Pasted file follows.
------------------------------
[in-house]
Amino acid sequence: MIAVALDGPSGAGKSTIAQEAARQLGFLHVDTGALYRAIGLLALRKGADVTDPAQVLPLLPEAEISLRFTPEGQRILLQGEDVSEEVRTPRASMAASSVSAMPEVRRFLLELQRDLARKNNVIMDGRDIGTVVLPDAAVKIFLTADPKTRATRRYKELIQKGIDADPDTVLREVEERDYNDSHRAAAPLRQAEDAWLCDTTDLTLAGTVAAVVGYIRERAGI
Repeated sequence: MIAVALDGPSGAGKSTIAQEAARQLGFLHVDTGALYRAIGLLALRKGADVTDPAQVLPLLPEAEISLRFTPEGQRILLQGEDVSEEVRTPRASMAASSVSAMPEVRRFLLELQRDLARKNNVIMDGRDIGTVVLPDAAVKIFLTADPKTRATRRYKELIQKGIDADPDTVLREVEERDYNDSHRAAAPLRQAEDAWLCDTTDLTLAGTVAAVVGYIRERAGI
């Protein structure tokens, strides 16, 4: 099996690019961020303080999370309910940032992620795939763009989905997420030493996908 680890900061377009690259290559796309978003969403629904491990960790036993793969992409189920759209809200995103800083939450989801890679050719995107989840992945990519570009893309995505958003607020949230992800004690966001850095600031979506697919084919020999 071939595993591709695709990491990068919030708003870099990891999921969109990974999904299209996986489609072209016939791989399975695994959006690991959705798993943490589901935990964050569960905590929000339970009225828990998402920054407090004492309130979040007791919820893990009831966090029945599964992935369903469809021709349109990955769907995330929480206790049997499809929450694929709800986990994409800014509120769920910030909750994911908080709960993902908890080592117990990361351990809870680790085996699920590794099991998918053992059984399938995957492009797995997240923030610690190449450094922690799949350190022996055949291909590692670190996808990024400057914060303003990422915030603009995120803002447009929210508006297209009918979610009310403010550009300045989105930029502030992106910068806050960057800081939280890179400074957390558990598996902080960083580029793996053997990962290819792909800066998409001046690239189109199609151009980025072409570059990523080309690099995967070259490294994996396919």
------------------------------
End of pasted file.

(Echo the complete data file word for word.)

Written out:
[in-house]
Amino acid sequence: MIAVALDGPSGAGKSTIAQEAARQLGFLHVDTGALYRAIGLLALRKGADVTDPAQVLPLLPEAEISLRFTPEGQRILLQGEDVSEEVRTPRASMAASSVSAMPEVRRFLLELQRDLARKNNVIMDGRDIGTVVLPDAAVKIFLTADPKTRATRRYKELIQKGIDADPDTVLREVEERDYNDSHRAAAPLRQAEDAWLCDTTDLTLAGTVAAVVGYIRERAGI
Repeated sequence: MIAVALDGPSGAGKSTIAQEAARQLGFLHVDTGALYRAIGLLALRKGADVTDPAQVLPLLPEAEISLRFTPEGQRILLQGEDVSEEVRTPRASMAASSVSAMPEVRRFLLELQRDLARKNNVIMDGRDIGTVVLPDAAVKIFLTADPKTRATRRYKELIQKGIDADPDTVLREVEERDYNDSHRAAAPLRQAEDAWLCDTTDLTLAGTVAAVVGYIRERAGI
């Protein structure tokens, strides 16, 4: 099996690019961020303080999370309910940032992620795939763009989905997420030493996908 680890900061377009690259290559796309978003969403629904491990960790036993793969992409189920759209809200995103800083939450989801890679050719995107989840992945990519570009893309995505958003607020949230992800004690966001850095600031979506697919084919020999 071939595993591709695709990491990068919030708003870099990891999921969109990974999904299209996986489609072209016939791989399975695994959006690991959705798993943490589901935990964050569960905590929000339970009225828990998402920054407090004492309130979040007791919820893990009831966090029945599964992935369903469809021709349109990955769907995330929480206790049997499809929450694929709800986990994409800014509120769920910030909750994911908080709960993902908890080592117990990361351990809870680790085996699920590794099991998918053992059984399938995957492009797995997240923030610690190449450094922690799949350190022996055949291909590692670190996808990024400057914060303003990422915030603009995120803002447009929210508006297209009918979610009310403010550009300045989105930029502030992106910068806050960057800081939280890179400074957390558990598996902080960083580029793996053997990962290819792909800066998409001046690239189109199609151009980025072409570059990523080309690099995967070259490294994996396919």